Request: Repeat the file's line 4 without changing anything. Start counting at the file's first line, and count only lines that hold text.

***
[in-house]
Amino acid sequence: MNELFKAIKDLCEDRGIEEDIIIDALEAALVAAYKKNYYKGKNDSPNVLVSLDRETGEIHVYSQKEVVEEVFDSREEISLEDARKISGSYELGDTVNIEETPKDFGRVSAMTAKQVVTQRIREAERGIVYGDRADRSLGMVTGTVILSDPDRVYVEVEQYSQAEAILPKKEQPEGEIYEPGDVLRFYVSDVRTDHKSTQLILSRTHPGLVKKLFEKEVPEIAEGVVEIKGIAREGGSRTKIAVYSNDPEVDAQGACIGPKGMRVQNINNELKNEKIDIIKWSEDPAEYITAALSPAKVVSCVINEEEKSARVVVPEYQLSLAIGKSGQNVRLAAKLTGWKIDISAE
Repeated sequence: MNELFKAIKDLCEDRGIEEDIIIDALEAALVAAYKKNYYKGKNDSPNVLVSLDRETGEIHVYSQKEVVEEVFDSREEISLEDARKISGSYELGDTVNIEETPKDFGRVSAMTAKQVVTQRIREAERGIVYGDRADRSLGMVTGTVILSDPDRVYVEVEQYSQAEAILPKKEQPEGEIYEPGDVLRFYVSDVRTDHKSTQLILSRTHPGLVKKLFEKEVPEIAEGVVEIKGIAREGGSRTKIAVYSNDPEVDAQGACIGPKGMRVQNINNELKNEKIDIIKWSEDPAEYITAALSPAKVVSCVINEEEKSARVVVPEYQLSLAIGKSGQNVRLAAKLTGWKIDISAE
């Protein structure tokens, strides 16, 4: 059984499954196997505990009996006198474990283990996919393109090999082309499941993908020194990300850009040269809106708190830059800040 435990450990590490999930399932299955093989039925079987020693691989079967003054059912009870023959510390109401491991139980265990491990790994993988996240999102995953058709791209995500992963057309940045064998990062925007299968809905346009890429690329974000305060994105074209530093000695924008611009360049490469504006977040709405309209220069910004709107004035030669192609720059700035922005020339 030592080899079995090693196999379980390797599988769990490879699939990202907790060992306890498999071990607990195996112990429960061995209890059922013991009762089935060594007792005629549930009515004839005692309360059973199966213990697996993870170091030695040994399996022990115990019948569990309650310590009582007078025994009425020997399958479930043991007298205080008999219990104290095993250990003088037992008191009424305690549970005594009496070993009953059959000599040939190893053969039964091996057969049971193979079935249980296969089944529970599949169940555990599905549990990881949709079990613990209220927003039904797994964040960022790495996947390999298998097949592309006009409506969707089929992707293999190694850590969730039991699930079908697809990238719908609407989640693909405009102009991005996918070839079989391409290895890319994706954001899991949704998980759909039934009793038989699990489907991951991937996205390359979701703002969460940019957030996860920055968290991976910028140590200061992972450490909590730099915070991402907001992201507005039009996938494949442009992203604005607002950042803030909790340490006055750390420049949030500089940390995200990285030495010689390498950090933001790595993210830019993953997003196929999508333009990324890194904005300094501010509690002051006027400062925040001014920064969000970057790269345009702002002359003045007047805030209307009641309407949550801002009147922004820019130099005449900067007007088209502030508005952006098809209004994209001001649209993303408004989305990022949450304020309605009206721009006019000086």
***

């Protein structure tokens, strides 16, 4: 059984499954196997505990009996006198474990283990996919393109090999082309499941993908020194990300850009040269809106708190830059800040 435990450990590490999930399932299955093989039925079987020693691989079967003054059912009870023959510390109401491991139980265990491990790994993988996240999102995953058709791209995500992963057309940045064998990062925007299968809905346009890429690329974000305060994105074209530093000695924008611009360049490469504006977040709405309209220069910004709107004035030669192609720059700035922005020339 030592080899079995090693196999379980390797599988769990490879699939990202907790060992306890498999071990607990195996112990429960061995209890059922013991009762089935060594007792005629549930009515004839005692309360059973199966213990697996993870170091030695040994399996022990115990019948569990309650310590009582007078025994009425020997399958479930043991007298205080008999219990104290095993250990003088037992008191009424305690549970005594009496070993009953059959000599040939190893053969039964091996057969049971193979079935249980296969089944529970599949169940555990599905549990990881949709079990613990209220927003039904797994964040960022790495996947390999298998097949592309006009409506969707089929992707293999190694850590969730039991699930079908697809990238719908609407989640693909405009102009991005996918070839079989391409290895890319994706954001899991949704998980759909039934009793038989699990489907991951991937996205390359979701703002969460940019957030996860920055968290991976910028140590200061992972450490909590730099915070991402907001992201507005039009996938494949442009992203604005607002950042803030909790340490006055750390420049949030500089940390995200990285030495010689390498950090933001790595993210830019993953997003196929999508333009990324890194904005300094501010509690002051006027400062925040001014920064969000970057790269345009702002002359003045007047805030209307009641309407949550801002009147922004820019130099005449900067007007088209502030508005952006098809209004994209001001649209993303408004989305990022949450304020309605009206721009006019000086």